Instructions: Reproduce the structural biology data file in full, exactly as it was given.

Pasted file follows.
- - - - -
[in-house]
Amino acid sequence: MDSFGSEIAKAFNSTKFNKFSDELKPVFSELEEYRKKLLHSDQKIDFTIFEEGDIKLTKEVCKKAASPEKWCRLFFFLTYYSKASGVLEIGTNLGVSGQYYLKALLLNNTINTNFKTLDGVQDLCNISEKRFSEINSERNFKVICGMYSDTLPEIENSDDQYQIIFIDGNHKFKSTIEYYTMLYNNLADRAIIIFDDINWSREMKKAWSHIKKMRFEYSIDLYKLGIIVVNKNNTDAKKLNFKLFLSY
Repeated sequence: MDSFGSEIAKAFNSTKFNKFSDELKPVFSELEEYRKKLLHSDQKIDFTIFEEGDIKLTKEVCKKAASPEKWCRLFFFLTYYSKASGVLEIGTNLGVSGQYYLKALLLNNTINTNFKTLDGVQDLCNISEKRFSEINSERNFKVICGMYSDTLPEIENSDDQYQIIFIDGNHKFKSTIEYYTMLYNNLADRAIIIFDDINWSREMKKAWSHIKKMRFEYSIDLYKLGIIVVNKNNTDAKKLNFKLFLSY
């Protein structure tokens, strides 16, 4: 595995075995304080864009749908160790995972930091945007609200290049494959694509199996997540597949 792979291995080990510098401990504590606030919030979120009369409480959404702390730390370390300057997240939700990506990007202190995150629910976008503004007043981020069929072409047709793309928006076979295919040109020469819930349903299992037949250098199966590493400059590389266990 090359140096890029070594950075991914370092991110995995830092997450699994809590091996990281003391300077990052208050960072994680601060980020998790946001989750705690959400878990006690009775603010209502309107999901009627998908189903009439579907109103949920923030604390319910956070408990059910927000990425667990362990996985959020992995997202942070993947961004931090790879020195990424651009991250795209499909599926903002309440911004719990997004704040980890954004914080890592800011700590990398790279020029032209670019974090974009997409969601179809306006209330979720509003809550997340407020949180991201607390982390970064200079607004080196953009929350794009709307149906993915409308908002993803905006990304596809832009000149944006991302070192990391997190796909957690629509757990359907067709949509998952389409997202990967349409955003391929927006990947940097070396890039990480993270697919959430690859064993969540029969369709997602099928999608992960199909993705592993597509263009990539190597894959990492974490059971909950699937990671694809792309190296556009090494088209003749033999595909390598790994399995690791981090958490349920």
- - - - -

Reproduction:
[in-house]
Amino acid sequence: MDSFGSEIAKAFNSTKFNKFSDELKPVFSELEEYRKKLLHSDQKIDFTIFEEGDIKLTKEVCKKAASPEKWCRLFFFLTYYSKASGVLEIGTNLGVSGQYYLKALLLNNTINTNFKTLDGVQDLCNISEKRFSEINSERNFKVICGMYSDTLPEIENSDDQYQIIFIDGNHKFKSTIEYYTMLYNNLADRAIIIFDDINWSREMKKAWSHIKKMRFEYSIDLYKLGIIVVNKNNTDAKKLNFKLFLSY
Repeated sequence: MDSFGSEIAKAFNSTKFNKFSDELKPVFSELEEYRKKLLHSDQKIDFTIFEEGDIKLTKEVCKKAASPEKWCRLFFFLTYYSKASGVLEIGTNLGVSGQYYLKALLLNNTINTNFKTLDGVQDLCNISEKRFSEINSERNFKVICGMYSDTLPEIENSDDQYQIIFIDGNHKFKSTIEYYTMLYNNLADRAIIIFDDINWSREMKKAWSHIKKMRFEYSIDLYKLGIIVVNKNNTDAKKLNFKLFLSY
């Protein structure tokens, strides 16, 4: 595995075995304080864009749908160790995972930091945007609200290049494959694509199996997540597949 792979291995080990510098401990504590606030919030979120009369409480959404702390730390370390300057997240939700990506990007202190995150629910976008503004007043981020069929072409047709793309928006076979295919040109020469819930349903299992037949250098199966590493400059590389266990 090359140096890029070594950075991914370092991110995995830092997450699994809590091996990281003391300077990052208050960072994680601060980020998790946001989750705690959400878990006690009775603010209502309107999901009627998908189903009439579907109103949920923030604390319910956070408990059910927000990425667990362990996985959020992995997202942070993947961004931090790879020195990424651009991250795209499909599926903002309440911004719990997004704040980890954004914080890592800011700590990398790279020029032209670019974090974009997409969601179809306006209330979720509003809550997340407020949180991201607390982390970064200079607004080196953009929350794009709307149906993915409308908002993803905006990304596809832009000149944006991302070192990391997190796909957690629509757990359907067709949509998952389409997202990967349409955003391929927006990947940097070396890039990480993270697919959430690859064993969540029969369709997602099928999608992960199909993705592993597509263009990539190597894959990492974490059971909950699937990671694809792309190296556009090494088209003749033999595909390598790994399995690791981090958490349920």